The Department of Theatre’s performance of Eurydice was postponed after wintry weather conditions delayed set completion, setting the cast back in rehearsal.
“With the snow last week, it didn’t allow us much time to work on everything. We’ve got a complicated set and we needed a little more time to get that up,” said director Emily Rankin, senior theatre major from Abilene. “We just didn’t think that we’d have enough time to be able to do everything we wanted to do with moving a week of work. [It’s] better to be prepared.”
As of now, the cast and crew are all back to regular rehearsal, and the production will run Feb. 17 through Feb. 19 with the talk-back session scheduled for Feb. 18.
Based on classic Greek mythology, Eurydice tells the tragic story of a young newlywed couple, and the depths of which love will go.
“Orpheus and Eurydice are married, and Eurydice dies. Orpheus misses her so much that he travels to the underworld to rescue her,” Rankin said. “He then plays beautiful music so that he can convince the lord of the underworld to let him take Eurydice back.”
Rankin said that the particular piece they will be performing is an updated version, and finds that Eurydice must make a decision, spinning the plot.
“The thing is that it’s from Eurydice’s point of view, so you meet her in the underworld and see what she goes through while Orpheus is looking for her.”
In line with the Department of Theatre’s mission to deliver thought-provoking pieces, Rankin said that the play will tackle questions that students deal with in their daily lives.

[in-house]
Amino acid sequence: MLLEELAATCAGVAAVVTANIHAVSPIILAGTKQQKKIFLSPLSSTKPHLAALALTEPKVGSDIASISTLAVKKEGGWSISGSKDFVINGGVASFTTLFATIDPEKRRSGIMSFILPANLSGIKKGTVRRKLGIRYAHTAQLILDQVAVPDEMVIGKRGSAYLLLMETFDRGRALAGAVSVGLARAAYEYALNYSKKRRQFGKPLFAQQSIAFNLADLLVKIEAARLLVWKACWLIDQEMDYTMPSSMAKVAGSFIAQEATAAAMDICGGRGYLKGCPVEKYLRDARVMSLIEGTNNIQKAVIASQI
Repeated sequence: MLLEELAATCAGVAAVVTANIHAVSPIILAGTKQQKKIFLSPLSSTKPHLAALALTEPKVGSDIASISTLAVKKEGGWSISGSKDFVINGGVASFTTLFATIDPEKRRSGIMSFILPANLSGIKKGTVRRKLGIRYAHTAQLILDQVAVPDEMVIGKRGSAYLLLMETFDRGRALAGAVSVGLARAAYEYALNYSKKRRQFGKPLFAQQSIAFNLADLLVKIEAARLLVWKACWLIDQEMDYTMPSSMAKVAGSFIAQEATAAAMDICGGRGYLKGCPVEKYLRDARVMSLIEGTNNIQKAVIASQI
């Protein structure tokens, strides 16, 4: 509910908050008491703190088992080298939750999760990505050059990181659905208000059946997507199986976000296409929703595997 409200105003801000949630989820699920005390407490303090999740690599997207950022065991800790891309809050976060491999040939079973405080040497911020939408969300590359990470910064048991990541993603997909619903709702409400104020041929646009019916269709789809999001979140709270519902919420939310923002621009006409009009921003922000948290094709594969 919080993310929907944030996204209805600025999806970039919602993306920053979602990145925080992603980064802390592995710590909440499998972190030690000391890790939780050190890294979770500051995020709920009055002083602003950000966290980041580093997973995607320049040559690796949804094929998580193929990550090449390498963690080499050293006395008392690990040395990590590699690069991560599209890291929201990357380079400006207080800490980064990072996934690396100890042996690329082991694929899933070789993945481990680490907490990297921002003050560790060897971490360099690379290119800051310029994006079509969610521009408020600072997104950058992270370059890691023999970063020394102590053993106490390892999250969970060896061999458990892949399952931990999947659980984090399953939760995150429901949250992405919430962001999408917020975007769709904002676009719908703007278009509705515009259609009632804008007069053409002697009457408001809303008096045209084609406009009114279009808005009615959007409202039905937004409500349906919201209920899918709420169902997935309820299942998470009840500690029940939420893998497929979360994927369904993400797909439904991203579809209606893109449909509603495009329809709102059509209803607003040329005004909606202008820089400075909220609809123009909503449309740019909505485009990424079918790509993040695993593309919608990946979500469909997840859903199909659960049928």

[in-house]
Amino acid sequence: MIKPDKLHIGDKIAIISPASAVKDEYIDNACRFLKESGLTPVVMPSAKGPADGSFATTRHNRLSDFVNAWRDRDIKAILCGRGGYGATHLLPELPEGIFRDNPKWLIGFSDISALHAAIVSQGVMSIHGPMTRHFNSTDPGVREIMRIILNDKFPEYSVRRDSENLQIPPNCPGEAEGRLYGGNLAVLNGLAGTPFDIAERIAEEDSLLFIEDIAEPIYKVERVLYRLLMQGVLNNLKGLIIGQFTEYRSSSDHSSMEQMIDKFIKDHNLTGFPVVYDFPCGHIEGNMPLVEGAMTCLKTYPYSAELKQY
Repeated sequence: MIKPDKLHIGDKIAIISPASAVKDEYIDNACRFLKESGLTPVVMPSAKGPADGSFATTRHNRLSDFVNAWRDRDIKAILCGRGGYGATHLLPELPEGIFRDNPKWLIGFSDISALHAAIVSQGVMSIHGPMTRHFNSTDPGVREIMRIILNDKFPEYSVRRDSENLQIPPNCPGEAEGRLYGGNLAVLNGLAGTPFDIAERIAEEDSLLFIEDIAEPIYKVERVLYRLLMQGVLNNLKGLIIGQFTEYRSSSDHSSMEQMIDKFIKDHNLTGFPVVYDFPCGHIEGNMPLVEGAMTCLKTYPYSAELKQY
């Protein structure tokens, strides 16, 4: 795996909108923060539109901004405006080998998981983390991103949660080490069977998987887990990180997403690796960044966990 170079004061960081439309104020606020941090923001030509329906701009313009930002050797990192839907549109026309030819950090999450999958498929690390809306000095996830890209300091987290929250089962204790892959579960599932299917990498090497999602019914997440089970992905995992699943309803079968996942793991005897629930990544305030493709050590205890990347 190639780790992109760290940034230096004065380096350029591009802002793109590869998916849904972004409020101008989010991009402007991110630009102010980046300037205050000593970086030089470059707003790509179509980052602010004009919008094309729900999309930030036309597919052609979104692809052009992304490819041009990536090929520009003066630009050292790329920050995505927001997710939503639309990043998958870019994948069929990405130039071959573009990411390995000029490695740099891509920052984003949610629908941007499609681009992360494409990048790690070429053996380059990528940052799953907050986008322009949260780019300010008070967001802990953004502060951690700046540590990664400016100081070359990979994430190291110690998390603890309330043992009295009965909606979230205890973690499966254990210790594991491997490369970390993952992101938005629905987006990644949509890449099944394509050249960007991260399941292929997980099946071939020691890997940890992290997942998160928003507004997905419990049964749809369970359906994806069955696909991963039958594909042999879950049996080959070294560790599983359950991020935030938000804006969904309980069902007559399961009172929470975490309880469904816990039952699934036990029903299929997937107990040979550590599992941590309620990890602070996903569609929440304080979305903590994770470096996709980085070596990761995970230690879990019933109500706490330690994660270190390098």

“The play asks questions that are universal like what happens to us after we die, what parts of us get left, and what parts of us are we able to take once we leave this world,” said Rankin. “It also tackles how strong the bonds of love are, and what kind of relationships we carry on even after this world has passed away. It’s a play about questions but not necessarily answers which is something a lot of people are drawn to.”
Dawne Swearingen-Churchville, assistant professor of acting, said Rankin brings something special to the stage as the director.
“[Rankin] was so well-rooted in the text and well-researched. She already had a great understanding of what the story was and the direction that she wanted to go with it,” Swearingen-Churchville said. “Because she has put the trust in the students and has allowed them to try some things and take risks, there is a comfortable environment that’s there.”
As scheduled, the talk-back for the show on Feb. 18 will continue. This has served as a means of communication between stage members and the audience in the past.
“We find these sessions very interesting and enlightening,” Rankin said. “We started doing talk-backs a few years ago, and it has really changed our relationship with our audience. It helps open that dialogue more between the stage and the seats.”
Tickets may be purchased for $12 at the WPAC box office.